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CVCS football comes together one last time, explains why it missed out on the playoffs

The Eagles finished with an 8-2 record this season

Capo Valley Christian's football team squares off against Whittier Christian in a high school football game in Mission Viejo, Oct. 29, 2021. Capo Valley Christian finished with an 8-2 record but missed the playoffs because their calpreps rankings were not high enough. (Contributed by Capo Valley Christian)

SAN JUAN CAPISTRANO — The Capo Valley Christian football team sat in its lounge on Monday afternoon.

There was a somber feeling. 

While 216 teams throughout the CIF-Southern Section were celebrating a playoff berth and their coach, Eric Preszler, slowly got up and spoke. 

“It’s hard to look you in the eyes and tell you that you’ve done everything that that was asked of you but it still wasn’t enough to accomplish one of our goals,” Preszler said. “One of our goals was to make the playoffs this year and it’s hard to believe that didn’t happen.”

Capo Valley Christian finished the season with an 8-2 record.

So how exactly did this happen?

Calpreps.com created a power ratings system that was used to select teams in each of the 14 CIF-Southern Section divisions. 

Instead of teams being selected to a specific division at the start of the year, teams had the chance to move up or down divisions based on their calpreps.com ratings and measure margin of victory. How many points one team is better than another. . 

The calpreps.com website explains a ‘Team A’ with an 80 rating should beat a ‘Team B’ with a 60 rating by 20 points. If ‘Team A’ had not beaten ‘Team B’ by the 20-point margin or even lost, its rating is hurt. If “Team A’ wins by let’s say, 40 points, it’s rating improves.

So how does this effect Capo Valley Christian?

The Eagles started with a ranking of -.37.8 but with after wins that were more than the margin of victory over such teams as Arrowhead Christian (-18.4), California Military Institute (-40.6), Desert Christian (-34.9), and Whittier Christian (-39.5), their ranking entering the selection process improved to -9.1.

Capo Valley Christian’s starting ranking would have placed them into Division 14 but its improvement throughout the season pushed them up into Division 12.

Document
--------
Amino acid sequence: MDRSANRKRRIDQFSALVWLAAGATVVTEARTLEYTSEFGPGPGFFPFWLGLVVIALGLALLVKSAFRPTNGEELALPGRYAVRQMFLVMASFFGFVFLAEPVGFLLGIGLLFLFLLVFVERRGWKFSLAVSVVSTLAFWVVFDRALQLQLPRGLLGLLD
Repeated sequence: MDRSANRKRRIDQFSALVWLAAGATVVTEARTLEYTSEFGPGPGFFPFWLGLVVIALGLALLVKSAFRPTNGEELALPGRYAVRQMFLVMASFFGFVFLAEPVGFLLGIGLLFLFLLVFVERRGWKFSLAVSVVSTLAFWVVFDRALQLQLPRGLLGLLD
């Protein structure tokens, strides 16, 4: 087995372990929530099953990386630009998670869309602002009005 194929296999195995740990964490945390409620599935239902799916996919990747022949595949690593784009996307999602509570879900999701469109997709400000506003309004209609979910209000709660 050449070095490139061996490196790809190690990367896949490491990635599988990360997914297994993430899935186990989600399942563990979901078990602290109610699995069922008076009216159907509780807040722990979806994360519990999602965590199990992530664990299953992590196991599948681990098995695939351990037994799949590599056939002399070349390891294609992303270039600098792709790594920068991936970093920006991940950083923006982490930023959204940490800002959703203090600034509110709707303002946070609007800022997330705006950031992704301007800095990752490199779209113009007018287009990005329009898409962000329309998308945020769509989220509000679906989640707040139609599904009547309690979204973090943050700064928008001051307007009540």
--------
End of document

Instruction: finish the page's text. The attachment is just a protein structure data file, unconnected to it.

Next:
While most schools would have the chance to claim an automatic qualifier bid for finishing first in second in their league, the Eagles started the season without a league. They did play in the San Joaquin League with  Saddleback Valley Christian, but the school shut down and other teams such as Sage Hill and Fairmont Prep in Anaheim transitioned their programs down to 8-man football. 

Capo Valley Christian was at the mercy of an at-large bid. 

And its rating wasn’t high enough. 

The Eagles were ranked 30th of out 39 teams eligible for a Division 12 at-large bid. Twelve automatic qualifiers were selected for finishing first and second in their respective leagues. Four at large bids were available. 

“We just weren’t high enough to get out of those at large bids,” Preszler said. 

The four at-large bids in Division 12 included Harvard-Westlake (-1.5), Victor Valley (-1.3), Lakeside Lake Elsinore (-1.5) and Norwalk (-0.7). The four at-large bids for Division 13 included Western Christian (-14.2), West Valley (-11.7), Estancia (-11)), Heritage Christian (-11)

“I believe if we lost another game we would have been a Division 13 team and gone to the playoffs,” Preszler said. “I was a whole gamut of emotions, sad, angry and disappointed. It’s an imperfect world that we live in but you have to be the best you can be in that world and play the cards you are dealt sometimes.

Preszler said toward the end of the season, he thought this could happen.

“Life isn’t fair,” Preszler said. “The sooner we learn that life is not fair and not about you the easier it will be to navigate through this world.”

To make sure this team’s disappointment doesn’t happen again  Preszler announced that the Eagles will be in a league next season. There were 24 teams in Southern California the size of Capo Valley Christian that will combine into six leagues. The Eagles will face Arrowhead Christian, Linfield Christian, Trinity Classical, Riverside Prep and Western Christian. 

“That means we would have three automatic qualifiers next year,” Preszler said. “This team, especially the seniors, laid the foundation.

That doesn’t mean yesterday wasn’t difficult.

There were tears and hugs all around as Capo Valley Christian’s football team came together one last time. 

“”Being a part of this team has been certainly special,’ senior running back Kaden Manrique said. “I know that we all feel like we still have things to prove. I wish the season ended differently but things are out of control.”

Capo Valley Christian finished with its best record since 2018. It will graduate four seniors this spring but will return its quarterback Nate Richie, running back Hayden Carlson and underclassmen receivers Max Krosky and JP Synnott next season. 

“There’s a difference between winning and obtaining your goal and having competitive greatness,” Preszler said. “If our goal was just winning we lost on Sunday, but if our goal is to be the best possible version of ourselves to get better and better everyday. We certainly did that.”

Born and raised in Dana Point, Ryan went to Dana Hills High School. He graduated from Sacramento State University in 2014 with a BA in Journalism. Throughout his career as a sports journalist, he has covered high schools, colleges, and professional teams. After working for multiple newspapers in as many states, he came to the conclusion that what he really wanted was to make sure the high schools in his hometown area got the sports coverage they deserved. Follow him on Twitter @rskuhn

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